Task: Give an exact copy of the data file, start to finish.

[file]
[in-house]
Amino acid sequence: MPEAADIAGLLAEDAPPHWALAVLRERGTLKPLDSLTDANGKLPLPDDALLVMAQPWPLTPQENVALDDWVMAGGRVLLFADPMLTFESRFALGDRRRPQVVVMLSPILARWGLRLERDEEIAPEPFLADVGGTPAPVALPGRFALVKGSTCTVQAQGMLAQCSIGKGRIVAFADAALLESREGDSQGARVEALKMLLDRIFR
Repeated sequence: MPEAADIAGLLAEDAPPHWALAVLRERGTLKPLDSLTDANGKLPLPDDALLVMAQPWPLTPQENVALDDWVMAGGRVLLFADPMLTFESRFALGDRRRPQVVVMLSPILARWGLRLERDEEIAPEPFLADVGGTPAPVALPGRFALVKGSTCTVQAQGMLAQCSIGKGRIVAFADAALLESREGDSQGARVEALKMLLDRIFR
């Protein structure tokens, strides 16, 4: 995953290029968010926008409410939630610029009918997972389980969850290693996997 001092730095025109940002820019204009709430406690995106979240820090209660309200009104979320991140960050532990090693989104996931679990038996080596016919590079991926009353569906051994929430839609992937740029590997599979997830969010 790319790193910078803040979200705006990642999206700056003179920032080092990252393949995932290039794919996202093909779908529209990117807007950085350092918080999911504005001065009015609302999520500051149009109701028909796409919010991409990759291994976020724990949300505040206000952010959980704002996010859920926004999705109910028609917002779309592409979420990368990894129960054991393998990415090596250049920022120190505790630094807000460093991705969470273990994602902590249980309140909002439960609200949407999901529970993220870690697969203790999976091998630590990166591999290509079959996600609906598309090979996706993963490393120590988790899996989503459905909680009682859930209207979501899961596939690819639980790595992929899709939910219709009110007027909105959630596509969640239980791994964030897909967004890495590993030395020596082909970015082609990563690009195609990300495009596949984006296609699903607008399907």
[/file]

[in-house]
Amino acid sequence: MPEAADIAGLLAEDAPPHWALAVLRERGTLKPLDSLTDANGKLPLPDDALLVMAQPWPLTPQENVALDDWVMAGGRVLLFADPMLTFESRFALGDRRRPQVVVMLSPILARWGLRLERDEEIAPEPFLADVGGTPAPVALPGRFALVKGSTCTVQAQGMLAQCSIGKGRIVAFADAALLESREGDSQGARVEALKMLLDRIFR
Repeated sequence: MPEAADIAGLLAEDAPPHWALAVLRERGTLKPLDSLTDANGKLPLPDDALLVMAQPWPLTPQENVALDDWVMAGGRVLLFADPMLTFESRFALGDRRRPQVVVMLSPILARWGLRLERDEEIAPEPFLADVGGTPAPVALPGRFALVKGSTCTVQAQGMLAQCSIGKGRIVAFADAALLESREGDSQGARVEALKMLLDRIFR
């Protein structure tokens, strides 16, 4: 995953290029968010926008409410939630610029009918997972389980969850290693996997 001092730095025109940002820019204009709430406690995106979240820090209660309200009104979320991140960050532990090693989104996931679990038996080596016919590079991926009353569906051994929430839609992937740029590997599979997830969010 790319790193910078803040979200705006990642999206700056003179920032080092990252393949995932290039794919996202093909779908529209990117807007950085350092918080999911504005001065009015609302999520500051149009109701028909796409919010991409990759291994976020724990949300505040206000952010959980704002996010859920926004999705109910028609917002779309592409979420990368990894129960054991393998990415090596250049920022120190505790630094807000460093991705969470273990994602902590249980309140909002439960609200949407999901529970993220870690697969203790999976091998630590990166591999290509079959996600609906598309090979996706993963490393120590988790899996989503459905909680009682859930209207979501899961596939690819639980790595992929899709939910219709009110007027909105959630596509969640239980791994964030897909967004890495590993030395020596082909970015082609990563690009195609990300495009596949984006296609699903607008399907």